The plan builds on what is already a controversial issue as school reopening has splintered diverging groups, many along political party lines. Some definitely want brick and mortar schools to operate, and others think in-person learning should be put on hold until the COVID-19 pandemic is again under control.
Families did have the option to keep kids home and get lessons online through either MyPCS or Pinellas Virtual. Currently, 62,372 students are planning to attend traditional, brick-and-mortar schools — that’s 63.15% of the district. About 33.65%, or 33,238 students, will be starting the semester with the more hybrid learning option MyPCS Online. Only 3,151 students, 3.2%, are enrolled in Pinellas Virtual School.
Information about the end-of-day lunch grab and go was not included in the district’s reopening plan, so parents were almost certainly unaware that in-person learning might not include an opportunity for their child to eat.
For students enrolled in MyPCS Online, the district is offering a weekly supply of breakfast and lunch via the school district meal distribution site, Mascareñas said. Breakfast will continue as a no charge meal for all, but lunch will require payment if the family does not qualify for free lunch.
The location, day and time for meal pickup is still being determined.
The school system will have more time to prepare for the start of the school year after the Pinellas County School Board unanimously voted about two weeks ago to delay the start of the school year two weeks, from Aug. 12 to Aug. 24. Teachers will now start Aug. 13.
For elementary and middle schools, as well as high schools that did not opt-in for the end-of-day lunch schedule, lunch will remain virtually the same, except with the addition of safety guidelines, Mascareñas said.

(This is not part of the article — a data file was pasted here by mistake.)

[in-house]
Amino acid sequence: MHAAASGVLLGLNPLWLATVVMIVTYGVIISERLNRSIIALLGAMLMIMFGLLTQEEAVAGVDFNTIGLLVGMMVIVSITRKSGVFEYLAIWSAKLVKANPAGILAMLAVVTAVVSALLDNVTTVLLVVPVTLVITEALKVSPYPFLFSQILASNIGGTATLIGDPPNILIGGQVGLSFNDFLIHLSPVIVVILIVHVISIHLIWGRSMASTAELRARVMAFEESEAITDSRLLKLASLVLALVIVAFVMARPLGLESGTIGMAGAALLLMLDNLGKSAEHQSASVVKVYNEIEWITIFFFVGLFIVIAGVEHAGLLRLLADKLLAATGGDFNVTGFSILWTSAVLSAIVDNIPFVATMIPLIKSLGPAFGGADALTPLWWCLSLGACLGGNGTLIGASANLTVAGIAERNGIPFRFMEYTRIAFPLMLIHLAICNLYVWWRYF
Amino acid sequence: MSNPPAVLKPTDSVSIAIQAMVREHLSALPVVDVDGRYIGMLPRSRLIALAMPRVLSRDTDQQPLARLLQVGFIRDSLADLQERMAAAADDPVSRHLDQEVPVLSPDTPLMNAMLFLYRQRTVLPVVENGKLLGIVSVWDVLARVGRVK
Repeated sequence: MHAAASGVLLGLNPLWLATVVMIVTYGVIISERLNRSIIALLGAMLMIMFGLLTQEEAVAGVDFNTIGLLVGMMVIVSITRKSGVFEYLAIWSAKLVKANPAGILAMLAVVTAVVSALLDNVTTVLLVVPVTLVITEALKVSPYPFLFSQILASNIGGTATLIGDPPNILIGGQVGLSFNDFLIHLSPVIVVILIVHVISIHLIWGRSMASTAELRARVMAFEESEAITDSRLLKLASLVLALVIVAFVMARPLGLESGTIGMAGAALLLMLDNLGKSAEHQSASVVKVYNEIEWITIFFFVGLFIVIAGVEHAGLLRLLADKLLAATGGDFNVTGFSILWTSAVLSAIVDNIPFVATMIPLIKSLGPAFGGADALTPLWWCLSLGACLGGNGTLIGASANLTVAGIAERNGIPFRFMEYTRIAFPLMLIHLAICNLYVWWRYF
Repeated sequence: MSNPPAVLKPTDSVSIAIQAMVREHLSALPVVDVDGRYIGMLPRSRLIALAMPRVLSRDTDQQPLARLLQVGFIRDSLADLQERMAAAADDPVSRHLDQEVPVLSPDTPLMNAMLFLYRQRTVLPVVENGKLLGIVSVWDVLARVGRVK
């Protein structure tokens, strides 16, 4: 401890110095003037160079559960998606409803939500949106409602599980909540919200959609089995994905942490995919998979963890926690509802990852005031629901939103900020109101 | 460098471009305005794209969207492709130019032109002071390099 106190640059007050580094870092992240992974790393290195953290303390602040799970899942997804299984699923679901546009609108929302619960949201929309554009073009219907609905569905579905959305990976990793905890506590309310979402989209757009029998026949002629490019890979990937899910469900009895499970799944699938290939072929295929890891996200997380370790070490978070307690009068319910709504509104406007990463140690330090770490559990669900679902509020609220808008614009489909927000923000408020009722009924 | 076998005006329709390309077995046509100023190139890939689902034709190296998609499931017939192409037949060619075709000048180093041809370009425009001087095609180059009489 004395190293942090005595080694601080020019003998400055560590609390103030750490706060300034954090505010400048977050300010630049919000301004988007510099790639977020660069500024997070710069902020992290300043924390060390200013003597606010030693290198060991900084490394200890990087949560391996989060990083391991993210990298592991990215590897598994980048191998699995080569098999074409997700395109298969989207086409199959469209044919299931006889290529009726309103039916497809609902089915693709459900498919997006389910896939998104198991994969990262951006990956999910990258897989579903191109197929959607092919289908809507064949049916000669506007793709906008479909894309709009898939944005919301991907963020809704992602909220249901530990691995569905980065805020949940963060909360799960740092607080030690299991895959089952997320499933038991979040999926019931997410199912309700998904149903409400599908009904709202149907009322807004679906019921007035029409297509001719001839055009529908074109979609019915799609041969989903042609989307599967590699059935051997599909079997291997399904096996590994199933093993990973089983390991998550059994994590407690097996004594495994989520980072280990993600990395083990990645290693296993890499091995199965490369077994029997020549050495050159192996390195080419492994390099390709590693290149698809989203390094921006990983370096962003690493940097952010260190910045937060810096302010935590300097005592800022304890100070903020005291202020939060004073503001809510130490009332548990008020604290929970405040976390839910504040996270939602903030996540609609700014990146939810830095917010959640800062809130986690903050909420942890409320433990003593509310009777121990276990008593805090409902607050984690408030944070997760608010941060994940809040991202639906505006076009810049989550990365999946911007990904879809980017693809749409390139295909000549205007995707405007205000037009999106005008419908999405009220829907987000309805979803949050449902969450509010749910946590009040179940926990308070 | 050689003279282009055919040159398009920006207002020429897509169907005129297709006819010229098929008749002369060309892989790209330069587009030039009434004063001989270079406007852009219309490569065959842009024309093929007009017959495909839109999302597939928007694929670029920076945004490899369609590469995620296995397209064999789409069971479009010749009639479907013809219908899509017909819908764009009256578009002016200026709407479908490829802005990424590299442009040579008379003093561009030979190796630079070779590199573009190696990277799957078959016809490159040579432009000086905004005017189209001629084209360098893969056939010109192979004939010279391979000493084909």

Lunch will be served through the existing serving lines and mobile carts will be used when feasible. Lunch breaks will remain at 30 minutes, Mascareñas said.
New precautions include requiring food and nutrition staff to wear masks, face shields and gloves. Students will also be required to maintain social distancing standards, leaving six feet between them.
Mascareñas said students who eat in the cafeteria will sit face to face separated by a see-through plastic partition set at each seat located six feet apart. Eating in classrooms is also an option. Students in Pre-K will eat lunch in their classrooms.
For breakfast, besides the cafeteria serving line, there will be mobile carts to help ease crowding and maintain social distancing, she said.
Universal Free Breakfast will be offered “grab-and-go” style this year, and hot and cold entrée options will remain for breakfast and lunch. Schools will still provide after-school snack programs and after-school dinner programs for students who qualify with a grab-and-go option.
Schools opting for the end of day lunch include:
— Boca Ciega High School
— Dixie Hollins High School
— Gibbs High School
— Lakewood High School
— Lealman Innovation Academy
— Disston Academy
— Pinellas Gulf Coast
— Clearwater High School
— Osceola High School
— Pinellas Park High School
— St. Pete High School
— Tarpon High School
— East Lake High School